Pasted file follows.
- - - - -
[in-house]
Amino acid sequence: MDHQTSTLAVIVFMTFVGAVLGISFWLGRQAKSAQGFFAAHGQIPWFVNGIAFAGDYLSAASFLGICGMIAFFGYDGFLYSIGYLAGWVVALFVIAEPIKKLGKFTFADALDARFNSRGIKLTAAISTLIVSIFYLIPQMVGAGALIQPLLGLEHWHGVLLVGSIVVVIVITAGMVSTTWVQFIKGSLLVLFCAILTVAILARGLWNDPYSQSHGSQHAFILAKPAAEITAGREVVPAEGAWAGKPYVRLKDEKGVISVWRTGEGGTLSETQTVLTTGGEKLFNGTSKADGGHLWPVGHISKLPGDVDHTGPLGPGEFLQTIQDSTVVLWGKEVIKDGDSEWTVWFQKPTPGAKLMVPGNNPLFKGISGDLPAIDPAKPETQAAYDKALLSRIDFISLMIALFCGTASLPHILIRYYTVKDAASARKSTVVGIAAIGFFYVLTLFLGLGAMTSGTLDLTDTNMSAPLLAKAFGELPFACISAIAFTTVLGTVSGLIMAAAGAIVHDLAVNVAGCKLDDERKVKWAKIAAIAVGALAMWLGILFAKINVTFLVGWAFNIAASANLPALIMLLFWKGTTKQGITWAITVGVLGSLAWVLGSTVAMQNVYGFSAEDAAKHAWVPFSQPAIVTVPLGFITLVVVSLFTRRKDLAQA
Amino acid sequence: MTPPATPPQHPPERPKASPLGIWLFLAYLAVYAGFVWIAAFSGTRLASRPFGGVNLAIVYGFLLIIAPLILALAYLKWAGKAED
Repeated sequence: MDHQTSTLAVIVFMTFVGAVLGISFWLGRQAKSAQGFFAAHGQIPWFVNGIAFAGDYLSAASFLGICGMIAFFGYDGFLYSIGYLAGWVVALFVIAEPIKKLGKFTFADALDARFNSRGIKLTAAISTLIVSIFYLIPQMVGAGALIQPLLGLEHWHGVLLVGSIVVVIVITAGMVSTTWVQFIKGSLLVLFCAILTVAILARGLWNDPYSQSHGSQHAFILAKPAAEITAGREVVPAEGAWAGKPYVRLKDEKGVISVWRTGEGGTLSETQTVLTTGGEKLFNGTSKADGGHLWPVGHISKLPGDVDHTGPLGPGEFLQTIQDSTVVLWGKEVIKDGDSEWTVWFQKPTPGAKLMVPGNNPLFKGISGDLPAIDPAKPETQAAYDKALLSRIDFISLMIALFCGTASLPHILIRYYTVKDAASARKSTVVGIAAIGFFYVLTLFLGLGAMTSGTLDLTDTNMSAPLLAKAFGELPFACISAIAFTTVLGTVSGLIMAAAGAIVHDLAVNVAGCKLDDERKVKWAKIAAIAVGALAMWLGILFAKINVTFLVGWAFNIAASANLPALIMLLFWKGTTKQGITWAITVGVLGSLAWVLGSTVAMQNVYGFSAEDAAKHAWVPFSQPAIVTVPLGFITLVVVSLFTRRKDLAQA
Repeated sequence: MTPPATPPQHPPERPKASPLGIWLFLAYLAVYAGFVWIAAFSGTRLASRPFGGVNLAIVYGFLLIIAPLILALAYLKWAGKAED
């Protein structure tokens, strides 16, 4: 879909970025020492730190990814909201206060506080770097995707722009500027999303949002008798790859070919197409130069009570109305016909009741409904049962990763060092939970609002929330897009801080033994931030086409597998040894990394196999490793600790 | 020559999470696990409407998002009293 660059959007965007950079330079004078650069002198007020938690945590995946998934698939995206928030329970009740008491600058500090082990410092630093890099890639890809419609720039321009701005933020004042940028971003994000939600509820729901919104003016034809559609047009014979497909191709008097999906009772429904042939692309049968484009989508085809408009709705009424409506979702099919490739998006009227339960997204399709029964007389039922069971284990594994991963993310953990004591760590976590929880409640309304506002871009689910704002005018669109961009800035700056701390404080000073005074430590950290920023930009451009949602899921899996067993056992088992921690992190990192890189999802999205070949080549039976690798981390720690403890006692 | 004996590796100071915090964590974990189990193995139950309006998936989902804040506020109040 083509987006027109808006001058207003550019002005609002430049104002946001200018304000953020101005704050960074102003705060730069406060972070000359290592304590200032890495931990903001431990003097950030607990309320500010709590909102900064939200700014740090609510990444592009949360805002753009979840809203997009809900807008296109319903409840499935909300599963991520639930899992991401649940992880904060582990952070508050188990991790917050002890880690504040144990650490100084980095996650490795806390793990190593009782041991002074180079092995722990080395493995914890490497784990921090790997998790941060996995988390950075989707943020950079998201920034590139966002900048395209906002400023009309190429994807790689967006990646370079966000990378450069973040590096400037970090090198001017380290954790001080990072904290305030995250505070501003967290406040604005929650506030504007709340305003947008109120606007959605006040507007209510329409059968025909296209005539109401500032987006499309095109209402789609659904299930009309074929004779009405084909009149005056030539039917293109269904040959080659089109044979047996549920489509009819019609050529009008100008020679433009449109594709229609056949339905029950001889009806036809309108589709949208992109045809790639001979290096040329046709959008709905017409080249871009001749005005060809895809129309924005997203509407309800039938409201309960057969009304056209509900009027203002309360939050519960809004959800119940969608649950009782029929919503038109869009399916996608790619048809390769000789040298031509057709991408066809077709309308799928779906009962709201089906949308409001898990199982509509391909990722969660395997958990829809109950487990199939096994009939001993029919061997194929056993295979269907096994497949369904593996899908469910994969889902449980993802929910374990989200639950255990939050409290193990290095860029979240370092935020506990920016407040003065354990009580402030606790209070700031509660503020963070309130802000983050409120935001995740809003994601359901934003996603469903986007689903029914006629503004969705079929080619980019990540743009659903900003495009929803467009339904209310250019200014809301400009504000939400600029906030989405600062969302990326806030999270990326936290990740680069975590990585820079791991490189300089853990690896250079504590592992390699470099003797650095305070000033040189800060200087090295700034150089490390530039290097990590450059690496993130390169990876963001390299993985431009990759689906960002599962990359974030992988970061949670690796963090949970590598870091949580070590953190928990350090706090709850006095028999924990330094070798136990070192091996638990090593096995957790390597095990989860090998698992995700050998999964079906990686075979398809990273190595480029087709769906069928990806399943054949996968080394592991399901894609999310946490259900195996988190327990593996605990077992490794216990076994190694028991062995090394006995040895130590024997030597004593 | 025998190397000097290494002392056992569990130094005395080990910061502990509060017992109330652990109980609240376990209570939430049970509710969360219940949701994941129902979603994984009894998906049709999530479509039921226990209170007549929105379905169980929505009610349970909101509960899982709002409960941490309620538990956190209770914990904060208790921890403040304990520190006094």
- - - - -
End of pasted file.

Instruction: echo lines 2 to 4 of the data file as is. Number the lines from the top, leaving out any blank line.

Amino acid sequence: MDHQTSTLAVIVFMTFVGAVLGISFWLGRQAKSAQGFFAAHGQIPWFVNGIAFAGDYLSAASFLGICGMIAFFGYDGFLYSIGYLAGWVVALFVIAEPIKKLGKFTFADALDARFNSRGIKLTAAISTLIVSIFYLIPQMVGAGALIQPLLGLEHWHGVLLVGSIVVVIVITAGMVSTTWVQFIKGSLLVLFCAILTVAILARGLWNDPYSQSHGSQHAFILAKPAAEITAGREVVPAEGAWAGKPYVRLKDEKGVISVWRTGEGGTLSETQTVLTTGGEKLFNGTSKADGGHLWPVGHISKLPGDVDHTGPLGPGEFLQTIQDSTVVLWGKEVIKDGDSEWTVWFQKPTPGAKLMVPGNNPLFKGISGDLPAIDPAKPETQAAYDKALLSRIDFISLMIALFCGTASLPHILIRYYTVKDAASARKSTVVGIAAIGFFYVLTLFLGLGAMTSGTLDLTDTNMSAPLLAKAFGELPFACISAIAFTTVLGTVSGLIMAAAGAIVHDLAVNVAGCKLDDERKVKWAKIAAIAVGALAMWLGILFAKINVTFLVGWAFNIAASANLPALIMLLFWKGTTKQGITWAITVGVLGSLAWVLGSTVAMQNVYGFSAEDAAKHAWVPFSQPAIVTVPLGFITLVVVSLFTRRKDLAQA
Amino acid sequence: MTPPATPPQHPPERPKASPLGIWLFLAYLAVYAGFVWIAAFSGTRLASRPFGGVNLAIVYGFLLIIAPLILALAYLKWAGKAED
Repeated sequence: MDHQTSTLAVIVFMTFVGAVLGISFWLGRQAKSAQGFFAAHGQIPWFVNGIAFAGDYLSAASFLGICGMIAFFGYDGFLYSIGYLAGWVVALFVIAEPIKKLGKFTFADALDARFNSRGIKLTAAISTLIVSIFYLIPQMVGAGALIQPLLGLEHWHGVLLVGSIVVVIVITAGMVSTTWVQFIKGSLLVLFCAILTVAILARGLWNDPYSQSHGSQHAFILAKPAAEITAGREVVPAEGAWAGKPYVRLKDEKGVISVWRTGEGGTLSETQTVLTTGGEKLFNGTSKADGGHLWPVGHISKLPGDVDHTGPLGPGEFLQTIQDSTVVLWGKEVIKDGDSEWTVWFQKPTPGAKLMVPGNNPLFKGISGDLPAIDPAKPETQAAYDKALLSRIDFISLMIALFCGTASLPHILIRYYTVKDAASARKSTVVGIAAIGFFYVLTLFLGLGAMTSGTLDLTDTNMSAPLLAKAFGELPFACISAIAFTTVLGTVSGLIMAAAGAIVHDLAVNVAGCKLDDERKVKWAKIAAIAVGALAMWLGILFAKINVTFLVGWAFNIAASANLPALIMLLFWKGTTKQGITWAITVGVLGSLAWVLGSTVAMQNVYGFSAEDAAKHAWVPFSQPAIVTVPLGFITLVVVSLFTRRKDLAQA